Musk subpoenas former Twitter CEO and friend Jack Dorsey
SAN FRANCISCO (AP) — Tesla CEO Elon Musk has subpoenaed his friend and former Twitter CEO Jack Dorsey as part of an effort to back out of his $44 billion agreement to acquire the company Dorsey helped found. Twitter and Musk are headed for an Oct. 17 trial in Delaware that should determine whether or not Twitter can force the billionaire to go through with the acquisition. Twitter has subpoenaed a host of tech investors and entrepreneurs connected to Musk, including prominent venture capitalist Marc Andreessen and David Sacks, the founding chief operating officer of PayPal.
Judge rules against Ben & Jerry’s in fight over Israel sales
SOUTH BURLINGTON, Vt. (AP) — A federal judge has rejected a request by Vermont ice cream maker Ben & Jerry’s to block a plan by its corporate parent to have an intermediary sell its products in east Jerusalem and the occupied West Bank. In the decision issued Monday, U.S. District Court Judge Andrew Carter says Ben & Jerry’s failed to show that the decision by London-based consumer goods conglomerate Unilever would hurt Ben & Jerry’s progressive social mission or confuse its customers. Earlier this year, Unilever announced that it was selling its interest in Israel in the Vermont ice cream maker to its Israeli licensee, which would market Ben & Jerry’s products in east Jerusalem and the West Bank with Hebrew and Arabic labels.
Buffett’s company likely to add to its stake in Occidental
OMAHA, Neb. (AP) — Warren Buffett’s company now has clearance to boost its current 20% stake in Occidental Petroleum up to 50% of the oil producer. But it’s not immediately clear how many more shares Berkshire Hathaway plans to buy. Occidental shares soared nearly 12% Friday after the Federal Energy Regulatory Commission revealed that it had approved the purchases. The stock gave up some of those gains Monday to trade just below $70 after speculation that Berkshire might try to buy the entire company cooled. Analysts that follow Berkshire expect Buffett to buy more Occidental shares once the price falls below $60 again.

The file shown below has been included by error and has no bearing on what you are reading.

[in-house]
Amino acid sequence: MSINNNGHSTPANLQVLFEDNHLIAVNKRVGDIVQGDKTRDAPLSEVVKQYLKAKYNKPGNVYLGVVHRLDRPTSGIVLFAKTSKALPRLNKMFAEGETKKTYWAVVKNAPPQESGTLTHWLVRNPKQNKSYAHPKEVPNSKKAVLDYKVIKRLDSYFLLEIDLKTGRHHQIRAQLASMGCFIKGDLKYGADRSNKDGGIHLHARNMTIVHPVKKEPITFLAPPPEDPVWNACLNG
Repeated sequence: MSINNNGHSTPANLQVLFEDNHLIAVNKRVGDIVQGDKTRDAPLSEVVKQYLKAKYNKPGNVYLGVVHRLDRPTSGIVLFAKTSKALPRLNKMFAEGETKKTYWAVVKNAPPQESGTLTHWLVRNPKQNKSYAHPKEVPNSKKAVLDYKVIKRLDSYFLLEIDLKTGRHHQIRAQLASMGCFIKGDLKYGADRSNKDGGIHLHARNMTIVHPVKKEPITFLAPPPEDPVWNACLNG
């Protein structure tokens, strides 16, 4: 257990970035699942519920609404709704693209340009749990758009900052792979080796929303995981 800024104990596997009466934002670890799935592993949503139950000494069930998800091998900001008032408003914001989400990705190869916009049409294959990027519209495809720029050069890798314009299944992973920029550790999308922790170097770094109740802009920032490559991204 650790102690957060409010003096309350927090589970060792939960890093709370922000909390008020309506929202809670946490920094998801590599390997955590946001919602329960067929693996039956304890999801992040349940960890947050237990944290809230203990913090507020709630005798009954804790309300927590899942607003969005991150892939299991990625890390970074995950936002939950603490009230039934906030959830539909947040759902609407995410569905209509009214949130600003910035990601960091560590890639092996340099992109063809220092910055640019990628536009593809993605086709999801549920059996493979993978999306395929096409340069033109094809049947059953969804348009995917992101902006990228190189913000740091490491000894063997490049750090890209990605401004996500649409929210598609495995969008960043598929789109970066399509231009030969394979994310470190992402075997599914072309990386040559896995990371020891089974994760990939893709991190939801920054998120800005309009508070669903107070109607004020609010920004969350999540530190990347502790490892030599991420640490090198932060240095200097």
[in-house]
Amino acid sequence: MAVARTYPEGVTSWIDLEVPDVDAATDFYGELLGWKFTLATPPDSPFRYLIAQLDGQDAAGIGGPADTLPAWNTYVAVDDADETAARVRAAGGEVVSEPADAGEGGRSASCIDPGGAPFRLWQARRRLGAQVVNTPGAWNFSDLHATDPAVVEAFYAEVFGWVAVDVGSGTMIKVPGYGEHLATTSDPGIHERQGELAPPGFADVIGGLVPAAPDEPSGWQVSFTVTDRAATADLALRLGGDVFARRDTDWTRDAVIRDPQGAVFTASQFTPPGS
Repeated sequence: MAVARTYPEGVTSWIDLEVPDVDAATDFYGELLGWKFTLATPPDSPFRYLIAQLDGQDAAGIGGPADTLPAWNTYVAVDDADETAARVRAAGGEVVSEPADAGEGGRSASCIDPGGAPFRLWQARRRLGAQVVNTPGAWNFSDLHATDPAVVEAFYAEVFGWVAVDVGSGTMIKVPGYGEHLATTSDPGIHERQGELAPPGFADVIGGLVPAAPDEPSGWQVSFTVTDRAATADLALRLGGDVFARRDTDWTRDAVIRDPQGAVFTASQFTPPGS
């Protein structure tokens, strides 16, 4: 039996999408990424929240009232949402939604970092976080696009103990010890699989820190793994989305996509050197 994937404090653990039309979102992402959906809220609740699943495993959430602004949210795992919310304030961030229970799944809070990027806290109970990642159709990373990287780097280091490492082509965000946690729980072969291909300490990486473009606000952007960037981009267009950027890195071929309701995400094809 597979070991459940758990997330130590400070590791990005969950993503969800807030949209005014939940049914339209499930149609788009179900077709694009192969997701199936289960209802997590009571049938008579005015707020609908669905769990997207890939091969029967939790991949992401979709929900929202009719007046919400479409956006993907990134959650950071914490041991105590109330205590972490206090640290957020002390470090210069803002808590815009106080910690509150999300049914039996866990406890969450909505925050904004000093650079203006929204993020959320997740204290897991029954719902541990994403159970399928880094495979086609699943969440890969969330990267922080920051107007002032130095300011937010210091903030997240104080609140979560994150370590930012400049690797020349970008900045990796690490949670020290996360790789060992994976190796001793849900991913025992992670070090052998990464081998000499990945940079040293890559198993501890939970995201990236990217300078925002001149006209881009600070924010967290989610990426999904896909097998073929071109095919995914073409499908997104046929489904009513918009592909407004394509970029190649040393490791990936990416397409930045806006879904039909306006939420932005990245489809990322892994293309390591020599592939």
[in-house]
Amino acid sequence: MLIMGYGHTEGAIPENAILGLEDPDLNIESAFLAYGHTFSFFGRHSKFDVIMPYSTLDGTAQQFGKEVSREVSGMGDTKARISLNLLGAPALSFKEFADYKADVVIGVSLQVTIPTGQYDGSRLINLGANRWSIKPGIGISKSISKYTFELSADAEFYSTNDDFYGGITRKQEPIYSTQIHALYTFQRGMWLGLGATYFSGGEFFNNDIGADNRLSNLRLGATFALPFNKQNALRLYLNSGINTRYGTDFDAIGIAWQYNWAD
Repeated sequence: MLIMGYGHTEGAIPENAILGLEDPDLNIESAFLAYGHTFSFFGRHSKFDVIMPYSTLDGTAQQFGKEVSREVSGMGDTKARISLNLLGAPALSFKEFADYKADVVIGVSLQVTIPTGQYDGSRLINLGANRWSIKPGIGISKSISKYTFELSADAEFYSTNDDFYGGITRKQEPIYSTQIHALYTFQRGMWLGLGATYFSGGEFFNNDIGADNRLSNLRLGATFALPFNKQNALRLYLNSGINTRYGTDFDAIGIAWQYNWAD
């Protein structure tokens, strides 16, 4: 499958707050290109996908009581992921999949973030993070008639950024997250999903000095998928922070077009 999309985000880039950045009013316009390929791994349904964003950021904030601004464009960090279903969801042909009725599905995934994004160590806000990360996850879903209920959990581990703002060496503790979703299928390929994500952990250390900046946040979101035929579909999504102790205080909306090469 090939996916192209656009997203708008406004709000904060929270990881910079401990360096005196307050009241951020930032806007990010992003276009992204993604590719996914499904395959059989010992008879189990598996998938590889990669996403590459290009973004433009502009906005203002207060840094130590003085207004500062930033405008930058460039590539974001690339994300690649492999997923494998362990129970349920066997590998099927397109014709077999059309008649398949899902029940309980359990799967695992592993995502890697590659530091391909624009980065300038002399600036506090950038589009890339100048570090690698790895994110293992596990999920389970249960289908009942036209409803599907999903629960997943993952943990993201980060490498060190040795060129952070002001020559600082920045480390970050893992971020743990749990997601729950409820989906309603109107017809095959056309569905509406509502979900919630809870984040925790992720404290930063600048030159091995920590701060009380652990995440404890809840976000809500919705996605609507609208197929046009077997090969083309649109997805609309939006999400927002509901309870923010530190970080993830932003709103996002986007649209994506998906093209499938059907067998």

Adidas CEO to step down next year, successor sought
BERLIN (AP) — Sports apparel maker Adidas says CEO Kasper Rorsted will step down next year and it has started looking for a successor. The Germany-based company said Monday that Rorsted and its supervisory board “mutually agreed” that he will hand over during the course of 2023. He’s been CEO since 2016. Supervisory board chairman Thomas Rabe says “after three challenging years that were marked by the economic consequences of the COVID-19-pandemic and geopolitical tensions, it is now the right time to initiate a CEO transition and pave the way for a restart.”
The S&P 500 tumbled 90.49 points, or 2.1%, to 4,137.99. The Dow Jones Industrial Average lost 643.13 points, or 1.9%, to 33,063.61. The Nasdaq shed 323.64 points, or 2.5%, to 12,381.57. The Russell 2000 index of smaller companies fell 41.60 points, or 2.1%, to 1,915.74.